How to Optimize, Automate & Outsource Your Work
The OAO method. So I want you to think to yourselves, whether you're here or watching, anywhere, if you've ever had a bad experience outsourcing something. Most people would say yes, and a lot of times the reason for that is because people look to outsourcing as the first step. So OAO, as I call it, is the basis for everything that I teach, everything that we sort of embody, and the way that we approach problems. So I need to explain that to you first so that you have the understanding of the mindset that we're going to go into. And I will show you guys tools, and I'll name tools, but they don't really matter. I really am tool agnostic. It's about how we approach how we do these things. It's about the mindset, the way that we're set up, the systems we have in place, the checks and balances, everything that goes along with that. The tools are great, but I really believe that technology will merely amplify habits. So if you have good habits, technology's gonna make it better. And if you ...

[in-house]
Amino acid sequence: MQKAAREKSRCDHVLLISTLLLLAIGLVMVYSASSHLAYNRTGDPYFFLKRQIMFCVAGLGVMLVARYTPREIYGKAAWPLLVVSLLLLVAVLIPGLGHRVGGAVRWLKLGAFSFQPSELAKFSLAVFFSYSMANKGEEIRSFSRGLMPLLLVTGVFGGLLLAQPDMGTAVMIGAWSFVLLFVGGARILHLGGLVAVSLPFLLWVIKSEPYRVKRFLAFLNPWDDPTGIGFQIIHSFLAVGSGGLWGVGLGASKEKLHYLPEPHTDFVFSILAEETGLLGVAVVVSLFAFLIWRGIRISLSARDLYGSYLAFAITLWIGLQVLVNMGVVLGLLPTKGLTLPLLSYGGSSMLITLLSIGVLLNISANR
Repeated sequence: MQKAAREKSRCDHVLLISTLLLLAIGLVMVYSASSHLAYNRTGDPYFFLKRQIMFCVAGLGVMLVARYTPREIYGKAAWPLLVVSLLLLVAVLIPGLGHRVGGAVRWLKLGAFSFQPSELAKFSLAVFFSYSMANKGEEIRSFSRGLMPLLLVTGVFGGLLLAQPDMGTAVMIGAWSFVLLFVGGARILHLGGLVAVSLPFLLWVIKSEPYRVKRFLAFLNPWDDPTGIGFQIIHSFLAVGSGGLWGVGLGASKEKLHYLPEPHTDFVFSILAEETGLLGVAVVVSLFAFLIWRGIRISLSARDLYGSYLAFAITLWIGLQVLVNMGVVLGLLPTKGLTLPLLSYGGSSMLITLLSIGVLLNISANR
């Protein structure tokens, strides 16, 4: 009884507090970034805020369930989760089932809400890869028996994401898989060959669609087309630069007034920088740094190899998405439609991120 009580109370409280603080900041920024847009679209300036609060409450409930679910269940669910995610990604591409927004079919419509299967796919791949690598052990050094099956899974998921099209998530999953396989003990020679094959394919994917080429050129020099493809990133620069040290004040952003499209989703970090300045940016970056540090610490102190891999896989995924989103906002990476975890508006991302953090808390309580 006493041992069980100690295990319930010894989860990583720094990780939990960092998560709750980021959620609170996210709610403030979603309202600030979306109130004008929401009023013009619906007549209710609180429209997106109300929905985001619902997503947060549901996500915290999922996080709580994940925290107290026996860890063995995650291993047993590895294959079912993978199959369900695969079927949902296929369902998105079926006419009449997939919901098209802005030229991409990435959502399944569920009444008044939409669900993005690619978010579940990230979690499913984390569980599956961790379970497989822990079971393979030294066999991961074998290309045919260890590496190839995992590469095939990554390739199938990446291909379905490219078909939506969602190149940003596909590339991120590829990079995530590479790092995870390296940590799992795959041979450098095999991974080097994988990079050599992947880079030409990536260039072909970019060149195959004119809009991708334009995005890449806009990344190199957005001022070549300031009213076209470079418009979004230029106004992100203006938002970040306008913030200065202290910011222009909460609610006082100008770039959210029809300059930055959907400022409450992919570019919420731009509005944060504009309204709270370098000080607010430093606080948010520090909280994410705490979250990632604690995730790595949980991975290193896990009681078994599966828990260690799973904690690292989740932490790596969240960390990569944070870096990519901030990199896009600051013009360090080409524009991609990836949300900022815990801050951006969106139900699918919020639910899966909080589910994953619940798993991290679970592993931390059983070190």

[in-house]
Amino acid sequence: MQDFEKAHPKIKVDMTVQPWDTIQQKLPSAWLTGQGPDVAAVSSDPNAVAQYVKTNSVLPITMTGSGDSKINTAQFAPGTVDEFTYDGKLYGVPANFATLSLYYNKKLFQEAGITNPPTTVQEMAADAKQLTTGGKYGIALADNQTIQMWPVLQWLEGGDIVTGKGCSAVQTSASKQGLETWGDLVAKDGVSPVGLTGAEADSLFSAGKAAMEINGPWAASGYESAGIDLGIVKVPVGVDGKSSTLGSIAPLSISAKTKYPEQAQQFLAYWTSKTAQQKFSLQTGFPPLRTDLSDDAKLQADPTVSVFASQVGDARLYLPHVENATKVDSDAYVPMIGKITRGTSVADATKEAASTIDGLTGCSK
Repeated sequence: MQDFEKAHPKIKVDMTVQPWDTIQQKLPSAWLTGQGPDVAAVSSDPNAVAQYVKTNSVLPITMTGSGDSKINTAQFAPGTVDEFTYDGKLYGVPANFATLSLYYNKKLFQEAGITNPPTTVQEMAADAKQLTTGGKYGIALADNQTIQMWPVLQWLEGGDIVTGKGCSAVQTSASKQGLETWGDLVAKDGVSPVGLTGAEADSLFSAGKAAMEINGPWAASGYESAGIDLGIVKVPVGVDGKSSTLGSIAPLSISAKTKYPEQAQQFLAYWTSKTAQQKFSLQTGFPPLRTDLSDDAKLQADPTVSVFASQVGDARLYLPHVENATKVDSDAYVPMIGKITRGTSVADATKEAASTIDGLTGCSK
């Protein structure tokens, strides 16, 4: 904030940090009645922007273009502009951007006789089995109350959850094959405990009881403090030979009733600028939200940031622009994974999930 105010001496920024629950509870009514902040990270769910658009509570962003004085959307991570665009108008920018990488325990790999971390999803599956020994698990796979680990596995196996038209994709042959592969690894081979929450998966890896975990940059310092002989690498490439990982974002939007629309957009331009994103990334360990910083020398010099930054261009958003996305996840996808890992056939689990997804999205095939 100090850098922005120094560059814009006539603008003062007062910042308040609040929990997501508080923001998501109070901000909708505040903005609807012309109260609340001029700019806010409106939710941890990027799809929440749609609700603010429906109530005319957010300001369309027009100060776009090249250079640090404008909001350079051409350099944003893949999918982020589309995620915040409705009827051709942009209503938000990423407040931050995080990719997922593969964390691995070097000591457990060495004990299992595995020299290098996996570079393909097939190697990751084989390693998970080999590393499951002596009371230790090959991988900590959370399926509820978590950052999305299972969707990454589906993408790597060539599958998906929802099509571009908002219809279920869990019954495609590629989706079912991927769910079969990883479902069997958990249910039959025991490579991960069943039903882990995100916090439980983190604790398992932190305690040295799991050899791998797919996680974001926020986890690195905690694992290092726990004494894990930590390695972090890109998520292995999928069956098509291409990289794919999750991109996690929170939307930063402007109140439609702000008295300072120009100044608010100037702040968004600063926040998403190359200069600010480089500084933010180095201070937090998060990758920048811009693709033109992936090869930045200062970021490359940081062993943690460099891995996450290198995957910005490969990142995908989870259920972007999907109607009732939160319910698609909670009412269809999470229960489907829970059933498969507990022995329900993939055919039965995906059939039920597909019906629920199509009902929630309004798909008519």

have bad habits, technology will make those habits exponentially and much more rapidly worse. So as I said, people start with outsourcing first. So the problem with that is that if you take an inefficient problem, and you try to give it to somebody else, it's no different than sweeping the dirt under the rug. Okay, so it doesn't actually get rid of the problem. In a lot of ways it actually makes it worse, and builds it up so it's worse. And if you're giving something to somebody without proper instructions, that hasn't already been made efficient, you're making their life more difficult, you are going to make your life more difficult and the process will break down at some point. And another key thing to keep in mind here. When we're automating things or we're outsourcing, or we're just making things more efficient, it's not just about cutting costs, it's not just about making them easier for the sake of making it easier. We also want to think about error-proofing. The reduction of errors is sometimes worth as much as any system that you might put in place. And that also is a sort of a mindset shift that people need to take into account. Alright so we have to start with optimize. And what does optimize mean? So with optimization we're really talking about identifying what we're doing in the first place. So this is the huge key learning, for what we're doing. A lot of times when you ask somebody, why do you do something the way you do it? The answer will typically be, that's how we've always done it. Or that's how we've done it for the last six months. Or that's how we've done it since we installed this system. Or that, since we hired that person. That's a very bad reason to keep doing things the way you've been doing them. And we don't want to change just to change, but the truth is that we do need to have some system in place where we're looking at how we do things and sort of reexamining and identifying if they really are the right things to do, if it's the right way to do them, if they're completely irrelevant, which that can often happen. So the way that this sort of came to a head for me, this is actually right in the beginning when I was creating Less Doing, I had a virtual assistant in India, her name was Kristy, and she'd been working for me for about a year. And I had her doing all sorts of different things, and this was before I really had Less Doing. I was just outsourcing stuff and doing all these interesting things with her that I didn't have to do myself. So one day, Kristy sent me an email and she said, I have good news and bad news. Good news is I'm being promoted, bad news is I'm not going to be your assistant anymore. And I had this panic attack and the funny thing is, in retrospect, I didn't even have a real business operation at the time to be panicked about. I just had her doing things that were helping me get other things done. So I panicked and then about, a day or so later, I said alright, well, can you just take a day or so and tell me all the things that you do for me on a regular basis? So she did that. She said, yeah of course, no problem. So she did that and she gave me a list of about 50 things. Great. So I start looking at the list and I was like, huh, okay, well like 10 of those things I actually don't even need anymore. I don't know why she's been doing that, I haven't asked her, or I didn't even know if she was able to do those anymore. Probably 20 of those things you could now with some sort of web app or program that wasn't available before. And at the end of the day maybe there were five or six things that I really needed another person to do. And that was a big, big eye-opener for me. It's actually that moment, for me, was kind of the basis for what spawned this whole optimize, automate, outsource, idea. 'Cause I had been giving her things to do without even thinking through if I needed them anymore, and then just forgetting about it. There was no way to check in on that later. And the other thing is, as I said it's optimize, then automate, then outsource. That order is really important. When I gave this kind of talk six years ago, I would say something like this. You know, you can automate something now, that six months ago a person had to do, or six years ago. Now when I give this kind of talk, it's something more like, you know nowadays we can automate something that two weeks ago a person had to do, and it's free, and the system can do it better than they can. I mean we have actual web applications now that allow you to do machine learning, artificial intelligence, with a free trial. I mean that's ridiculous, nobody would've ever thought of that. Alright so you have to think through these things and see if they're even relevant to having a person do, and the other thing is that I have a very, sort of two-side of the coin way of looking at this. As I said before, it's not just about about being more efficient, and making it easier, and you want to look at how you can error-proof. With outsourcing it's not just about, does a person need to do this? The other side of that is, will a person want to do this? Because you're never going to have full engagement from somebody if they're doing the work that a computer should be doing. Even the person who tells you that they love data entry, they just love sitting there and plugging away, we know those people. But there's a limit to that, and they're going to make mistakes, and they're going to get disenfranchised. They'll get sick, they'll move on. So if something can be automated, it shouldn't be done by a person. So when I talk about optimization, I'm really talking about identifying the steps in a process. And you don't have to worry about the detail of this so much, as much as this is a tool called process street. Which is essentially a checklist, superpower tool. It's checklist on steroids. I will point out, I could do this on a piece of paper if I had to. As I said it before, we have the method, we have the mindset, the tool is not as important. Now of course I can automate things off of this, into it, and out of it, that have nothing to do with a piece of paper that you can ever do, but I can get 90% of the way there without using this specific tool. This is just a good way for me to show you.